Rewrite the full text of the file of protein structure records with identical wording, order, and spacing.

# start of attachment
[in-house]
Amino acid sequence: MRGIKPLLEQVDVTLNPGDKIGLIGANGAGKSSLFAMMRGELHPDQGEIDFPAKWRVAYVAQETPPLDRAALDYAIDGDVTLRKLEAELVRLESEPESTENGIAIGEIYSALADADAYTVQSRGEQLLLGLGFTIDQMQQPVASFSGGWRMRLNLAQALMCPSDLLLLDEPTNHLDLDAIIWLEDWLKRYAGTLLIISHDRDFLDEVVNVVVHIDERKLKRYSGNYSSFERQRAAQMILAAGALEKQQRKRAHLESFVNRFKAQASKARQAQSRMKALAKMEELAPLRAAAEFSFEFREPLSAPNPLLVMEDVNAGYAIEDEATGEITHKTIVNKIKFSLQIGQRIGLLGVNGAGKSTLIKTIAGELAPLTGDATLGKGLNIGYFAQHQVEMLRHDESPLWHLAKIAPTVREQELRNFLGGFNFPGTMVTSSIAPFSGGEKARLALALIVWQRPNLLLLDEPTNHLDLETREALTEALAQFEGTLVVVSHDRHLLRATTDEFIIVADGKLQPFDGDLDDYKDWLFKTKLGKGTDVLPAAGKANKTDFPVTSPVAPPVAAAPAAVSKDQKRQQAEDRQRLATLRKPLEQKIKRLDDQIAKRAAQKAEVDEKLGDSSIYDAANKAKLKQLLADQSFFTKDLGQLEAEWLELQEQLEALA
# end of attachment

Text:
[in-house]
Amino acid sequence: MRGIKPLLEQVDVTLNPGDKIGLIGANGAGKSSLFAMMRGELHPDQGEIDFPAKWRVAYVAQETPPLDRAALDYAIDGDVTLRKLEAELVRLESEPESTENGIAIGEIYSALADADAYTVQSRGEQLLLGLGFTIDQMQQPVASFSGGWRMRLNLAQALMCPSDLLLLDEPTNHLDLDAIIWLEDWLKRYAGTLLIISHDRDFLDEVVNVVVHIDERKLKRYSGNYSSFERQRAAQMILAAGALEKQQRKRAHLESFVNRFKAQASKARQAQSRMKALAKMEELAPLRAAAEFSFEFREPLSAPNPLLVMEDVNAGYAIEDEATGEITHKTIVNKIKFSLQIGQRIGLLGVNGAGKSTLIKTIAGELAPLTGDATLGKGLNIGYFAQHQVEMLRHDESPLWHLAKIAPTVREQELRNFLGGFNFPGTMVTSSIAPFSGGEKARLALALIVWQRPNLLLLDEPTNHLDLETREALTEALAQFEGTLVVVSHDRHLLRATTDEFIIVADGKLQPFDGDLDDYKDWLFKTKLGKGTDVLPAAGKANKTDFPVTSPVAPPVAAAPAAVSKDQKRQQAEDRQRLATLRKPLEQKIKRLDDQIAKRAAQKAEVDEKLGDSSIYDAANKAKLKQLLADQSFFTKDLGQLEAEWLELQEQLEALA